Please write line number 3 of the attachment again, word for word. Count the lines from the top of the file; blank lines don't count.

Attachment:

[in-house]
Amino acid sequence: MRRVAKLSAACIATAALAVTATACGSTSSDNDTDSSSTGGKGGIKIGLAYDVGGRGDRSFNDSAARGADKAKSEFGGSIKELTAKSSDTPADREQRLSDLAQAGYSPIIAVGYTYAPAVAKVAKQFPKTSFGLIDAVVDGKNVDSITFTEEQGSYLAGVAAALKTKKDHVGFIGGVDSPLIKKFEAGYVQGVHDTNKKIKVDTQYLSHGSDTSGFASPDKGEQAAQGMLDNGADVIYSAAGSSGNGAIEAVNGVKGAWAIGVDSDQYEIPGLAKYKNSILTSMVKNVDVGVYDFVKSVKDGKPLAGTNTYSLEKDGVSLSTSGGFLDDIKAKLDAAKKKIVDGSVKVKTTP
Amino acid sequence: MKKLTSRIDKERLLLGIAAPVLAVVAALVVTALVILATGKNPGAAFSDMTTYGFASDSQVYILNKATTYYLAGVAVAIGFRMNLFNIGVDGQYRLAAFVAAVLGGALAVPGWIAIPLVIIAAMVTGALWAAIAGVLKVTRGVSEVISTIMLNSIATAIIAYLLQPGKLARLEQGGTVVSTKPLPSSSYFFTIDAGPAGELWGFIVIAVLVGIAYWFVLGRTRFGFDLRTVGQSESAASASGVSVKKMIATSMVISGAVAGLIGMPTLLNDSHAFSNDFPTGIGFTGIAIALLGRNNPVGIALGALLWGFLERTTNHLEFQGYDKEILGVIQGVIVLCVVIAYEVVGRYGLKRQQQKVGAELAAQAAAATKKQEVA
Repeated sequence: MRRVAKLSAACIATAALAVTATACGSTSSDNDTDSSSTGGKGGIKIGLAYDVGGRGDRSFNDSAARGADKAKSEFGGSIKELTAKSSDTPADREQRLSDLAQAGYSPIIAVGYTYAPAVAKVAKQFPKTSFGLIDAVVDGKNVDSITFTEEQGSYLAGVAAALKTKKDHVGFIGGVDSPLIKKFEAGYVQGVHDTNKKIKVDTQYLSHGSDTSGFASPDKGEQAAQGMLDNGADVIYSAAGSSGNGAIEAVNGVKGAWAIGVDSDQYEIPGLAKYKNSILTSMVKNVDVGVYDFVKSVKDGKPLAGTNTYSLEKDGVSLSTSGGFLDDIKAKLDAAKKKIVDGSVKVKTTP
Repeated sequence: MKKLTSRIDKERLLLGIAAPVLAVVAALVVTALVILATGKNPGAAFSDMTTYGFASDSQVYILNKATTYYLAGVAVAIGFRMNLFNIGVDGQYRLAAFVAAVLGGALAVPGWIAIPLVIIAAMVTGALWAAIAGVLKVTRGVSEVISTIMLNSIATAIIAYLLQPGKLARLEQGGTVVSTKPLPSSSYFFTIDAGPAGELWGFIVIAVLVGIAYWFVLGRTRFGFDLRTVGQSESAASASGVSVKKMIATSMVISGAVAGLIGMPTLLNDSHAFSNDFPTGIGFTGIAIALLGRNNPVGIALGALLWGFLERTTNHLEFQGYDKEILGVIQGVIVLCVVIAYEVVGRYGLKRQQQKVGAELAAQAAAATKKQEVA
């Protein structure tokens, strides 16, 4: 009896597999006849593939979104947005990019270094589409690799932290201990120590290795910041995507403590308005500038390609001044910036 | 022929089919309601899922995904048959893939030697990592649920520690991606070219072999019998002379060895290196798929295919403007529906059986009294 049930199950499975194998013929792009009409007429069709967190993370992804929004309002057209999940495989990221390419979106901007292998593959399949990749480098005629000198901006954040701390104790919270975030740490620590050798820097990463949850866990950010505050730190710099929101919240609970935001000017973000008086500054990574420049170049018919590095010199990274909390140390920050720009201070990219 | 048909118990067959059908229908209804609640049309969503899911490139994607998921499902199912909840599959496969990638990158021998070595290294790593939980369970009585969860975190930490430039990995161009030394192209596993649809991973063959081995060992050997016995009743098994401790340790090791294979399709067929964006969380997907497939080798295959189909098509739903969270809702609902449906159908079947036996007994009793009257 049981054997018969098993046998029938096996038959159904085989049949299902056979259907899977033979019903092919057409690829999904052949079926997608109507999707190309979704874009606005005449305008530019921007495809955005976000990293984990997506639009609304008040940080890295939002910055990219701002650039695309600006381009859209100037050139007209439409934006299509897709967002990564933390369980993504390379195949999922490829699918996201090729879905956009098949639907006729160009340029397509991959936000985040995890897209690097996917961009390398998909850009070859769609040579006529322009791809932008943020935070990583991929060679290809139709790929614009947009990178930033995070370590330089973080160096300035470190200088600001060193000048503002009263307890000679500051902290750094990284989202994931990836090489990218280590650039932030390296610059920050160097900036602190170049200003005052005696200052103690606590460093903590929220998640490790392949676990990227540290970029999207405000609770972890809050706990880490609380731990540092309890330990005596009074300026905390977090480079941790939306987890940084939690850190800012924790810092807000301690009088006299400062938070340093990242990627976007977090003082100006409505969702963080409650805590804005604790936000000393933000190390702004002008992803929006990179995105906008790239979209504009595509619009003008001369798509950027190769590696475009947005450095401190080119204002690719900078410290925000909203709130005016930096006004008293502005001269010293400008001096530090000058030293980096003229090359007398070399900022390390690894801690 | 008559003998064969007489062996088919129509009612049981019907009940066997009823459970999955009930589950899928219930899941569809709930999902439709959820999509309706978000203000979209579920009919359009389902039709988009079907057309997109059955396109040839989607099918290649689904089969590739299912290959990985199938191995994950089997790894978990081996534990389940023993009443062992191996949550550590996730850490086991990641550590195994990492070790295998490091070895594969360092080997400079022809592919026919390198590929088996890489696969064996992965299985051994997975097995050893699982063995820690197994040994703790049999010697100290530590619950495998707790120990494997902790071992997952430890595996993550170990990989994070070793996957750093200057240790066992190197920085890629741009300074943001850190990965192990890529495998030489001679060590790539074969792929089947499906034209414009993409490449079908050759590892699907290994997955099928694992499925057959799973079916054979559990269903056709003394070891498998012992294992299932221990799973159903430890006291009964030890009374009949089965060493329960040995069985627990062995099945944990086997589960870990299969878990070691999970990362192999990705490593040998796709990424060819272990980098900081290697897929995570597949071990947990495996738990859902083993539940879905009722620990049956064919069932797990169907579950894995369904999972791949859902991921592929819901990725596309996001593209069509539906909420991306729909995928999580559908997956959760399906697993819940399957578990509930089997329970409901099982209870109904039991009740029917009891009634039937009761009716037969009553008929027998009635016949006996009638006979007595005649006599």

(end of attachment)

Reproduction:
Amino acid sequence: MKKLTSRIDKERLLLGIAAPVLAVVAALVVTALVILATGKNPGAAFSDMTTYGFASDSQVYILNKATTYYLAGVAVAIGFRMNLFNIGVDGQYRLAAFVAAVLGGALAVPGWIAIPLVIIAAMVTGALWAAIAGVLKVTRGVSEVISTIMLNSIATAIIAYLLQPGKLARLEQGGTVVSTKPLPSSSYFFTIDAGPAGELWGFIVIAVLVGIAYWFVLGRTRFGFDLRTVGQSESAASASGVSVKKMIATSMVISGAVAGLIGMPTLLNDSHAFSNDFPTGIGFTGIAIALLGRNNPVGIALGALLWGFLERTTNHLEFQGYDKEILGVIQGVIVLCVVIAYEVVGRYGLKRQQQKVGAELAAQAAAATKKQEVA